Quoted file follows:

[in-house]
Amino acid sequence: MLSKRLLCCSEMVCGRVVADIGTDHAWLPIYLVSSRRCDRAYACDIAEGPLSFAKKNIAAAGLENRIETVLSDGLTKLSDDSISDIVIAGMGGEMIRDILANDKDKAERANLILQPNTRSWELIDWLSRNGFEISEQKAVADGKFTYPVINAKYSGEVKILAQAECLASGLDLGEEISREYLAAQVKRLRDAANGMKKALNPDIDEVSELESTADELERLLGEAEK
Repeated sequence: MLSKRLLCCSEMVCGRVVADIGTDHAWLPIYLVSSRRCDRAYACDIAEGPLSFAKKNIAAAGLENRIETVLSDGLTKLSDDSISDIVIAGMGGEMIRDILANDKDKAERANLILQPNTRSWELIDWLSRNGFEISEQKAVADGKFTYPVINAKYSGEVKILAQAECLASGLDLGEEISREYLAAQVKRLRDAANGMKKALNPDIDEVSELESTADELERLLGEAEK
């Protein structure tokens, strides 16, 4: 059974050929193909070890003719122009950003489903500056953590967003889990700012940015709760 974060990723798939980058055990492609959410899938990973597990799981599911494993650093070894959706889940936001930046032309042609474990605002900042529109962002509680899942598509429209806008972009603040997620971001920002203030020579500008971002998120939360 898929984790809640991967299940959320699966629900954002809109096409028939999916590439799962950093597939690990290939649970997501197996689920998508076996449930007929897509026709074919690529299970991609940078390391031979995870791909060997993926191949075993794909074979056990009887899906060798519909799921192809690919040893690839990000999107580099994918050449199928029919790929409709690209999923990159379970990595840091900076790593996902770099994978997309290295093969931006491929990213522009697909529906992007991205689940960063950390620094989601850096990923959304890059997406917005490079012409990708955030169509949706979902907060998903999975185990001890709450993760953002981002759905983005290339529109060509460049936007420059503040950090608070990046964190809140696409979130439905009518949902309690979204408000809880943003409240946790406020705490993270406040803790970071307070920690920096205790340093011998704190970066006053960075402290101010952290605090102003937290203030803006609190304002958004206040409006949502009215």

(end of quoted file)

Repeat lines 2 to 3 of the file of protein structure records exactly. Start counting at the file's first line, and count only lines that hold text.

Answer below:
Amino acid sequence: MLSKRLLCCSEMVCGRVVADIGTDHAWLPIYLVSSRRCDRAYACDIAEGPLSFAKKNIAAAGLENRIETVLSDGLTKLSDDSISDIVIAGMGGEMIRDILANDKDKAERANLILQPNTRSWELIDWLSRNGFEISEQKAVADGKFTYPVINAKYSGEVKILAQAECLASGLDLGEEISREYLAAQVKRLRDAANGMKKALNPDIDEVSELESTADELERLLGEAEK
Repeated sequence: MLSKRLLCCSEMVCGRVVADIGTDHAWLPIYLVSSRRCDRAYACDIAEGPLSFAKKNIAAAGLENRIETVLSDGLTKLSDDSISDIVIAGMGGEMIRDILANDKDKAERANLILQPNTRSWELIDWLSRNGFEISEQKAVADGKFTYPVINAKYSGEVKILAQAECLASGLDLGEEISREYLAAQVKRLRDAANGMKKALNPDIDEVSELESTADELERLLGEAEK